Fred D. Ledley is a physician-scientist, entrepreneur, and educator, who has authored >200 articles on topics ranging from molecular human biology and biotechnology, to STEM education, business, and bioethics. His work has contributed to emerging knowledge and policy related to human gene therapy, personalized medicine, and the translation of science for public value. He is currently Professor of Natural & Applied Sciences and Management, and Director of the Center for Integration of Science and Industry, at Bentley University. He served previously on the faculties of the Howard Hughes Medical Institute, Baylor College of Medicine, and Texas Children’s Hospital. He was a founder of several biotechnology companies, including GeneMedicine, where he served as Vice President Research & Development, and Varigenics, where he served as President & CEO. Dr. Ledley has a B.S. in physical science from the University of Maryland and a M.D. from Georgetown University School of Medicine, trained in Pediatrics and Genetics at Boston Children’s Hospital, and was an American Cancer Society post-doctoral fellow with Dr. David Baltimore at the Massachusetts Institute of Technology. He is the author of a novel, Sputnik’s Child.

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US Tax Dollars Funded Every New Pharmaceutical in the Last Decade

Article | Sep 2, 2020

Amid debates over costs—and profits—from a coronavirus vaccine, a new study shows that taxpayers have been footing the bill for every new drug approved between 2010 and 2019

Government as the First Investor in Biopharmaceutical Innovation: Evidence From New Drug Approvals 2010–2019

Paper Working Paper Series | | Sep 2020

Amid debates over costs—and profits—from a coronavirus vaccine, a new study shows that taxpayers have been footing the bill for every new drug approved between 2010 and 2019

Big Pharma Wants to Pocket the Profits From a COVID Treatment You Already Paid For

Article | Jul 7, 2020

Gilead’s shareholders want exorbitant profits from Remdesivir, even though it was the public that enabled its development.

The Fleming Myth and the Public Sector Contribution to Discovery and Development of New Cancer Drugs

Article | Jun 2, 2020

Abstract, “basic science” research is essential to drug discovery. It is also largely funded by the public sector.

Featuring this expert

Bentley University Study Shows NIH Investment in New Drug Approvals Is Comparable to Investment by Pharmaceutical Industry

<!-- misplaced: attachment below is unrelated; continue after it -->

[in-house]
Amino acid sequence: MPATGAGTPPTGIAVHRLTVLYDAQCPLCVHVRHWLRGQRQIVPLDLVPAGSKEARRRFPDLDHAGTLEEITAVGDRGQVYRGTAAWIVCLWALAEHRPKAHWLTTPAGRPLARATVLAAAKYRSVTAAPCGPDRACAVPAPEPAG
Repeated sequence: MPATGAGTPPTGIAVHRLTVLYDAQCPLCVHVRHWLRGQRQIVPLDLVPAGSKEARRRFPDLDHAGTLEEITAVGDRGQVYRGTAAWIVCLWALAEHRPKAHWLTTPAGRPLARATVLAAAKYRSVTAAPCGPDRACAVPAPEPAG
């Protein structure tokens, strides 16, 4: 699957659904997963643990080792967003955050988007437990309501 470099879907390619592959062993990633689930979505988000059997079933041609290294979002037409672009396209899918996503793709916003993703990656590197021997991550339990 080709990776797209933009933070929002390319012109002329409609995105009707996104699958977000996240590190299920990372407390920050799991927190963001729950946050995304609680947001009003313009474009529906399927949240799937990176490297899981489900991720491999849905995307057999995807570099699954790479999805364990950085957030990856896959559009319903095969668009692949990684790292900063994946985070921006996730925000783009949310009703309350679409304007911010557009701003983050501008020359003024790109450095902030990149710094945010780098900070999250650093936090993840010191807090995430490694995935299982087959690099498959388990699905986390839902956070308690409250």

News Apr 28, 2023

INET-funded study: Government provides early investment in pharmaceutical innovation

Ledley, Cleary & Jackson’s INET working paper is cited in Missoulian

News May 19, 2021

“But COVID vaccines are by no means unique — most medicines developed and approved in the United States involve taxpayer investment. Between 2010 and 2019, every single new medicine approved by the Food and Drug Administration included taxpayer-funded research through NIH. Drug companies patent the drugs we pay to develop and then charge us exorbitant prices for them that increase every year — sometimes twice a year.” — Terry Minow, Missoulian

Senator Baldwin cites INET's working paper on pharmaceutical funding in the HELP Committee meeting

News Mar 24, 2021

“From 2010 to 2019 the FDA approved 356 drugs. Recent research from Bentley University finds that NIH funding contributed to every single new drug approved. At a cost to the tax payer of roughly $230 billion dollars. In spite of this contribution the NIH is listed on only 27 of those patents. This suggests that while tax payers provide funding for the bulk of the early stage research they do not get patent protections supposedly secured by the by dole act. In essence American tax payers are paying the highest prices in the world for drugs they already paid to help develop.” — Senator Tammy Baldwin

INET working paper is cited in a corrective letter to the editor of the Washington Post

News Nov 17, 2020

“Her omission understates drug spending by almost one-third, or about $145 billion. She claimed most drugs are developed in pharmaceutical firms, but funding from the National Institutes of Health contributed to all 356 new drugs approved by the Food and Drug Administration from 2010 to 2019. Drug corporations take a handoff after the most risky research is done and a drug shows promise.” — David Mitchell